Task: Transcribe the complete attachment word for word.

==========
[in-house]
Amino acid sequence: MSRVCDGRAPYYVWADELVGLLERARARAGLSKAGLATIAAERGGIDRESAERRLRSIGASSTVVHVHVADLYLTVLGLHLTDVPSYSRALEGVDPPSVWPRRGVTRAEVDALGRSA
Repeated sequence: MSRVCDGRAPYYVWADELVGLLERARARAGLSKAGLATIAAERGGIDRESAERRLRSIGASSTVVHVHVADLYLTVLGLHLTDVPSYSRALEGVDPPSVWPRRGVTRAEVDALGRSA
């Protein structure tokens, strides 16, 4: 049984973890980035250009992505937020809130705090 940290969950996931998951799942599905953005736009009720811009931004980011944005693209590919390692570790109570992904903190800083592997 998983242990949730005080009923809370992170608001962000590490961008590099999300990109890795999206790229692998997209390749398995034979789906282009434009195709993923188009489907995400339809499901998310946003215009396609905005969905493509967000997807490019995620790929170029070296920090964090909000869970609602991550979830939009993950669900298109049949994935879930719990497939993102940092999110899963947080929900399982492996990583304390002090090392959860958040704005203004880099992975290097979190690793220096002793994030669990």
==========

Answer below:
[in-house]
Amino acid sequence: MSRVCDGRAPYYVWADELVGLLERARARAGLSKAGLATIAAERGGIDRESAERRLRSIGASSTVVHVHVADLYLTVLGLHLTDVPSYSRALEGVDPPSVWPRRGVTRAEVDALGRSA
Repeated sequence: MSRVCDGRAPYYVWADELVGLLERARARAGLSKAGLATIAAERGGIDRESAERRLRSIGASSTVVHVHVADLYLTVLGLHLTDVPSYSRALEGVDPPSVWPRRGVTRAEVDALGRSA
């Protein structure tokens, strides 16, 4: 049984973890980035250009992505937020809130705090 940290969950996931998951799942599905953005736009009720811009931004980011944005693209590919390692570790109570992904903190800083592997 998983242990949730005080009923809370992170608001962000590490961008590099999300990109890795999206790229692998997209390749398995034979789906282009434009195709993923188009489907995400339809499901998310946003215009396609905005969905493509967000997807490019995620790929170029070296920090964090909000869970609602991550979830939009993950669900298109049949994935879930719990497939993102940092999110899963947080929900399982492996990583304390002090090392959860958040704005203004880099992975290097979190690793220096002793994030669990």